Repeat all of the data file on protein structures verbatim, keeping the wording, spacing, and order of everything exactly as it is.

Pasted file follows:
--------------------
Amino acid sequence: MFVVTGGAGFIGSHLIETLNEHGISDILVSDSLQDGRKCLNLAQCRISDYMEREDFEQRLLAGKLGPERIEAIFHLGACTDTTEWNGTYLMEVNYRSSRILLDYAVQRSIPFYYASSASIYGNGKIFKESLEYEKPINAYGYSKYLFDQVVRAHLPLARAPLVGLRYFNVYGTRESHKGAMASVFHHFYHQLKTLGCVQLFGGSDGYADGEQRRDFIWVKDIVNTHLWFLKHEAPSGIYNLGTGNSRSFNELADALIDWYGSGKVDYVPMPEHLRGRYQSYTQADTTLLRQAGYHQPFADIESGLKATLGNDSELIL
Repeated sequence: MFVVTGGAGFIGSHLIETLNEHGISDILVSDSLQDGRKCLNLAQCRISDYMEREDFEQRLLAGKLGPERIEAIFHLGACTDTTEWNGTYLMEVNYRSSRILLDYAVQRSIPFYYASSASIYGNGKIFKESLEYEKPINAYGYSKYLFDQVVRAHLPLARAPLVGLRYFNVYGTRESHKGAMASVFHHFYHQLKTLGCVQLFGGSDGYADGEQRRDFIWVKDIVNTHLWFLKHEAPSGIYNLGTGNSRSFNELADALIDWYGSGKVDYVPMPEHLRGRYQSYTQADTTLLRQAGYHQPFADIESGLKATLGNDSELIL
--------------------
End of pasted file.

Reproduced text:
Amino acid sequence: MFVVTGGAGFIGSHLIETLNEHGISDILVSDSLQDGRKCLNLAQCRISDYMEREDFEQRLLAGKLGPERIEAIFHLGACTDTTEWNGTYLMEVNYRSSRILLDYAVQRSIPFYYASSASIYGNGKIFKESLEYEKPINAYGYSKYLFDQVVRAHLPLARAPLVGLRYFNVYGTRESHKGAMASVFHHFYHQLKTLGCVQLFGGSDGYADGEQRRDFIWVKDIVNTHLWFLKHEAPSGIYNLGTGNSRSFNELADALIDWYGSGKVDYVPMPEHLRGRYQSYTQADTTLLRQAGYHQPFADIESGLKATLGNDSELIL
Repeated sequence: MFVVTGGAGFIGSHLIETLNEHGISDILVSDSLQDGRKCLNLAQCRISDYMEREDFEQRLLAGKLGPERIEAIFHLGACTDTTEWNGTYLMEVNYRSSRILLDYAVQRSIPFYYASSASIYGNGKIFKESLEYEKPINAYGYSKYLFDQVVRAHLPLARAPLVGLRYFNVYGTRESHKGAMASVFHHFYHQLKTLGCVQLFGGSDGYADGEQRRDFIWVKDIVNTHLWFLKHEAPSGIYNLGTGNSRSFNELADALIDWYGSGKVDYVPMPEHLRGRYQSYTQADTTLLRQAGYHQPFADIESGLKATLGNDSELIL